Placing gummy bears or chocolates at the end of every paragraph of your textbook doesn’t quite cut it when it comes to motivating yourself for a heavy study session. For one thing, it’s not sustainable, not to mention terribly unhealthy. Motivation needs to be strong enough to push you through when you feel like giving up.

I have a couple of tricks up my sleeve when it comes to this. Let’s start with the first one:

Shorten Your Study Periods.

Haaaaaaaaallelujah! By shortening your study periods and increasing the frequency, it’s much easier to keep yourself motivated and maximise your concentration while you’re at it. The Pomodoro technique is literally the best tool I’ve found so far, and has gone a long way in helping me stay focused and highly motivated to study (I go into detail about the technique in this post).

Create Achievable Milestones

Goals or milestones are extremely powerful motivational tools. However, they need to be specific and measurable in order for them to work.

  • Set macro and micro goals, and rewards to go along with them

Break up your study goals into smaller, achievable milestones. Start with macro goals. For example, “Within 4 weeks, I need to cover x amount of material.” Then switch over to your micro goals, which involves what you need to cover today or even in the next 2 hours. 

The big question here is, how do you keep yourself motivated to achieve these goals?

This is the fun part. Set up rewards! You’ll need to set up small and large-scale rewards for this to work (you can apply this to anything, not just studying):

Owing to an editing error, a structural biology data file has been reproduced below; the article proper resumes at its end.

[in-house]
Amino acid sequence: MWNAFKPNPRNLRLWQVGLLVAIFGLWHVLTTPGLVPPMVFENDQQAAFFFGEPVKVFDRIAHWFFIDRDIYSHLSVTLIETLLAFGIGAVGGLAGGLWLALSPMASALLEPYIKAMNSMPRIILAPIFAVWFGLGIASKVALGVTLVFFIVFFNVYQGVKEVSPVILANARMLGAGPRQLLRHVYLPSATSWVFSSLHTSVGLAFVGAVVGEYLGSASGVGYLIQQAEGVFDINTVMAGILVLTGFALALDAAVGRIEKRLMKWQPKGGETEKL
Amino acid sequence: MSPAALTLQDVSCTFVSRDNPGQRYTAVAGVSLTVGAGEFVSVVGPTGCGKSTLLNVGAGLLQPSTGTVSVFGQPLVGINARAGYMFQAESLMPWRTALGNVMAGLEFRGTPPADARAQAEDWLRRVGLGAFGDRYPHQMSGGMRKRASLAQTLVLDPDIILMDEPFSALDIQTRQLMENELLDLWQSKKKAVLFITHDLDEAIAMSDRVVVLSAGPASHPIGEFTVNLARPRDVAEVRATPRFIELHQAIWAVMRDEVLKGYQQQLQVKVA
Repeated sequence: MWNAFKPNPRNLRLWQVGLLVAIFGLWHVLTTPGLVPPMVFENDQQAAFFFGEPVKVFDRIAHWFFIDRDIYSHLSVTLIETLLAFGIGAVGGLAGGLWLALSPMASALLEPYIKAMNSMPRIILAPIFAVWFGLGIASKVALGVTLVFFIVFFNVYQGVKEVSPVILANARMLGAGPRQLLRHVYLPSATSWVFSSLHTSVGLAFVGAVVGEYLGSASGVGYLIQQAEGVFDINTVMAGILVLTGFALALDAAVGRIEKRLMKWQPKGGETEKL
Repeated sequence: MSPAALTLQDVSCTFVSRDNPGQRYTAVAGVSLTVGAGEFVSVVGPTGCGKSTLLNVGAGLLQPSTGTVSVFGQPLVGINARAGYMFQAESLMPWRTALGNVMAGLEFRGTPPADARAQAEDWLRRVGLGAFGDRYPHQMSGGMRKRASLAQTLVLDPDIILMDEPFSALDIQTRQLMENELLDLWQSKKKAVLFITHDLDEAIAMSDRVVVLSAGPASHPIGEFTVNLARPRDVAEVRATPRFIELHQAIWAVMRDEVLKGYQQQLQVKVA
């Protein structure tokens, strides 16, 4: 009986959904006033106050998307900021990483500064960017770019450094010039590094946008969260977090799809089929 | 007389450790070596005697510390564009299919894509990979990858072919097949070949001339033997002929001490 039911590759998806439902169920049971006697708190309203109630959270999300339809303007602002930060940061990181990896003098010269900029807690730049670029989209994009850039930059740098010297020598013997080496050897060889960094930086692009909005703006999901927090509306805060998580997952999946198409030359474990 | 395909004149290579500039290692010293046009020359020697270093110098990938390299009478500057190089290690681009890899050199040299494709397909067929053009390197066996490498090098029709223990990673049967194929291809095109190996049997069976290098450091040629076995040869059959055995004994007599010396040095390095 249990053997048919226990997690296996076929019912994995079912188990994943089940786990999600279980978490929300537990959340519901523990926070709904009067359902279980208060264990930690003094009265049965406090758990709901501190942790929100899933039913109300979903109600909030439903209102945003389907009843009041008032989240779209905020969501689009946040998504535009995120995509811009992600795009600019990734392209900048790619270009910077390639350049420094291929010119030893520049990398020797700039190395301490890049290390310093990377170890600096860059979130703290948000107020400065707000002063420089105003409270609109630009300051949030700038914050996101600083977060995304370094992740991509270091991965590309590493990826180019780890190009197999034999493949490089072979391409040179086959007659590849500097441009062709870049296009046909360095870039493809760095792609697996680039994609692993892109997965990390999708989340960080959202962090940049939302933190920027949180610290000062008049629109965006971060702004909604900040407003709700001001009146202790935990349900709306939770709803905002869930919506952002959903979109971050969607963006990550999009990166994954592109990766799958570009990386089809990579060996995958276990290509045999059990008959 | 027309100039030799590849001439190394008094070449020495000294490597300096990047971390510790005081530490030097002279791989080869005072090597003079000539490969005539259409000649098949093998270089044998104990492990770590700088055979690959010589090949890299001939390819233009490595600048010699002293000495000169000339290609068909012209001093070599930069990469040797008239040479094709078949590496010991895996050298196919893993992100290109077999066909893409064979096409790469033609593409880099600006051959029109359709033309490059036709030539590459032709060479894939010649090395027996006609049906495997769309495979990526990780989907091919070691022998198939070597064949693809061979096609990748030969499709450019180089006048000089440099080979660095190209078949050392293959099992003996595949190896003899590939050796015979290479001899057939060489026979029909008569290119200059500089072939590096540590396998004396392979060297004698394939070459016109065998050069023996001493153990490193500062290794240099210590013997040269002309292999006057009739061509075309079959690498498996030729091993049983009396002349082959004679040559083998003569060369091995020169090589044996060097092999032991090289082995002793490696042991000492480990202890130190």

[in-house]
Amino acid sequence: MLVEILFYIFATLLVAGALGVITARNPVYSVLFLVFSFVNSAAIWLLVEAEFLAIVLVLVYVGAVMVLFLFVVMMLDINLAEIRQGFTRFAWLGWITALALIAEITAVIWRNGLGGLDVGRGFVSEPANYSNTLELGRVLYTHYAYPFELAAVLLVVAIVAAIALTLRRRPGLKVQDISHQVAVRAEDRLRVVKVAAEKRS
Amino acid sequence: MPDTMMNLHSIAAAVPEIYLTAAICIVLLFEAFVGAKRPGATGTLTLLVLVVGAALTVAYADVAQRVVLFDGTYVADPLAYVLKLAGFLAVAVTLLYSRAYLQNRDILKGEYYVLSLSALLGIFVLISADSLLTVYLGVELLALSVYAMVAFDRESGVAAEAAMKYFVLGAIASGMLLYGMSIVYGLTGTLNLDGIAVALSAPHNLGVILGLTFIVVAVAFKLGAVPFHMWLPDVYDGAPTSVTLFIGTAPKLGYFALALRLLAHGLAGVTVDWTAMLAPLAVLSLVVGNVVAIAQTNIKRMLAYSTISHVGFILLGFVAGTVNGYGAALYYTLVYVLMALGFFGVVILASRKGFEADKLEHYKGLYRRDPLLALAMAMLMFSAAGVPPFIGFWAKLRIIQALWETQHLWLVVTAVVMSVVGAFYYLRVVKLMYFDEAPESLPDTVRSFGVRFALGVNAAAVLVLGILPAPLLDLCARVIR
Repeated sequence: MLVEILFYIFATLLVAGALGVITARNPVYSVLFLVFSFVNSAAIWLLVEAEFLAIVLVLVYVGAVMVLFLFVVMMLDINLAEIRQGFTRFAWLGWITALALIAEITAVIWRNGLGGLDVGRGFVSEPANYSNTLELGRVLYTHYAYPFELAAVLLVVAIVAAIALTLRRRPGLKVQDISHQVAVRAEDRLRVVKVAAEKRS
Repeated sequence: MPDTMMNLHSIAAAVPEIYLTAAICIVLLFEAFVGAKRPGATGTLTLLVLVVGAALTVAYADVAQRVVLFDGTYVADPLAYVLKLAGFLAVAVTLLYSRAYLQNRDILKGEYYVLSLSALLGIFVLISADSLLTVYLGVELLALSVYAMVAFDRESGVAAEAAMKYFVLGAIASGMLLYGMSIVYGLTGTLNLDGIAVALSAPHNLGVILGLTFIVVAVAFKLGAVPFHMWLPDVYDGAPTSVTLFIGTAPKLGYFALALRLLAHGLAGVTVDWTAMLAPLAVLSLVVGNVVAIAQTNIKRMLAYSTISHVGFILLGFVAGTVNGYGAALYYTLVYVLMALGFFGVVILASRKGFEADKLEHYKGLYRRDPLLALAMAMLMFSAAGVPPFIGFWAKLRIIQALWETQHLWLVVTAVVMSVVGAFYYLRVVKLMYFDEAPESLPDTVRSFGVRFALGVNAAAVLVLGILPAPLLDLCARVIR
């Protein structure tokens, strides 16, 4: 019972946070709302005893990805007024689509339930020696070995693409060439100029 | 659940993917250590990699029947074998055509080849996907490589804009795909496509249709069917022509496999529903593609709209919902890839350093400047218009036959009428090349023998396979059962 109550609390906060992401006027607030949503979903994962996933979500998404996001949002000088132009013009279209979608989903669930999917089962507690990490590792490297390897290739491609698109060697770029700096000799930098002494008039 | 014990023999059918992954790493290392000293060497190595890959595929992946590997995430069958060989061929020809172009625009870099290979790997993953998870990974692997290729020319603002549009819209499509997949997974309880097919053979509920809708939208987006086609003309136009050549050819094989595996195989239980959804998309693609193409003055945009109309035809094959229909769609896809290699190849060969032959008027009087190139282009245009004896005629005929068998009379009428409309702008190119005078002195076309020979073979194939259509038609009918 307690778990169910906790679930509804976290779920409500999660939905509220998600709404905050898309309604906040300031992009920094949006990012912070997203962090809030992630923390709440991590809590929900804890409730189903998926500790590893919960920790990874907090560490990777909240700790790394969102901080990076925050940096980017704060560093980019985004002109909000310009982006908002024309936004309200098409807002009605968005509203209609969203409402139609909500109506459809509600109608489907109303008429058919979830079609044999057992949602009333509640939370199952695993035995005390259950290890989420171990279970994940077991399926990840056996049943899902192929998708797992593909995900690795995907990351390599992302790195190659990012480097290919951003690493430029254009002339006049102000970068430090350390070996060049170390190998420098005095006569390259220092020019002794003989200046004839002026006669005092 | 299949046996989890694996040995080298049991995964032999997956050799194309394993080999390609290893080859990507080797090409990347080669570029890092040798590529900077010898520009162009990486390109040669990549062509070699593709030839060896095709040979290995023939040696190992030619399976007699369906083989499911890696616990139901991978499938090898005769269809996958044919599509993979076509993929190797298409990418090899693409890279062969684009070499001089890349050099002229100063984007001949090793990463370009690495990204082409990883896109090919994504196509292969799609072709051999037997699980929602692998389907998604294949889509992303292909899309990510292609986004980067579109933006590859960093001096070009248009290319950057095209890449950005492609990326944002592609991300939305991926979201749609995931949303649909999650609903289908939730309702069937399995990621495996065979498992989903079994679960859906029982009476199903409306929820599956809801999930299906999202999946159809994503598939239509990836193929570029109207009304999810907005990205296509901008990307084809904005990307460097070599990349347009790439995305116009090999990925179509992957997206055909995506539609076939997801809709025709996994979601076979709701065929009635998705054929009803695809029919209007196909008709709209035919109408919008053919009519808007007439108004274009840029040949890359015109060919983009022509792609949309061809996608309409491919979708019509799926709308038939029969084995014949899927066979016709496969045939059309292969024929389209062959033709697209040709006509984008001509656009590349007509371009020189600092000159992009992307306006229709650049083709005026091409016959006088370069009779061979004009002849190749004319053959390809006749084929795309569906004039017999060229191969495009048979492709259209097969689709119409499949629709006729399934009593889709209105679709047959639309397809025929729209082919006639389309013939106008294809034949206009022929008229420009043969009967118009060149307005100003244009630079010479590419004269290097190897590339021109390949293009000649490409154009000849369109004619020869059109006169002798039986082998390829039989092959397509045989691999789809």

• Set up mini-rewards for everyday studying. In my case, I usually reward myself with 5 minutes of playing the guitar after a solid Pomodoro session, which lasts just 25 minutes. At the end of the day, perhaps you could reward yourself with a good movie, or hang out with friends.
  • Next, set up a large reward that you can work towards. For me, I had worked over the summer and saved up enough cash to travel to New Zealand, so I made this my reward for working consistently throughout the semester. This had a powerful motivating effect, because each time I felt like giving up, knowing that I had something amazing to look forward to kept me going.
  • Plan for your rewards, but hold yourself accountable. If you don’t hit your goal, don’t reward yourself.

Set up high stakes and leverage your fear of loss

Use the power of fear if rewards don’t work for you. People tend to work much harder in order to prevent losing something, compared to the amount of effort they would invest in order to gain something.

Tim Ferriss gives an example of this in one of his talks, but he used weight loss as an example. If you have trouble sticking to your goal of weight loss, take pictures of yourself in your underclothes and give them to someone you trust and tell them to post it on the internet if you don’t achieve your goal. This might sound extreme, but if you were in that position, you’d definitely find a way to lose that weight.

Of course, you don’t have to go to these lengths, but something similar could work. For example, if you can’t motivate yourself to study, you could give a sum of money to your parents and only ask for it to be returned if you achieve your goal, or else they could spend it on themselves.

TL;DR

  • To motivate yourself use these tricks:
    1. Shorten your study sessions and increase the frequency. The Pomodoro technique is perfect for this.
    2. Set up mini-rewards for everyday study sessions and one large-scale reward to work towards.
      • Mini rewards could include listening to music, an entertaining video, a healthy snack, etc. Larger rewards could be a road trip, a vacation, or something else that you really want. This is very important to keep you going.
    3. Use the power of fear. Setting up stakes can keep you motivated.
      1. If you make a bet, losing that bet could entail you having to do something embarrassing in public if you don’t achieve your goal for instance.

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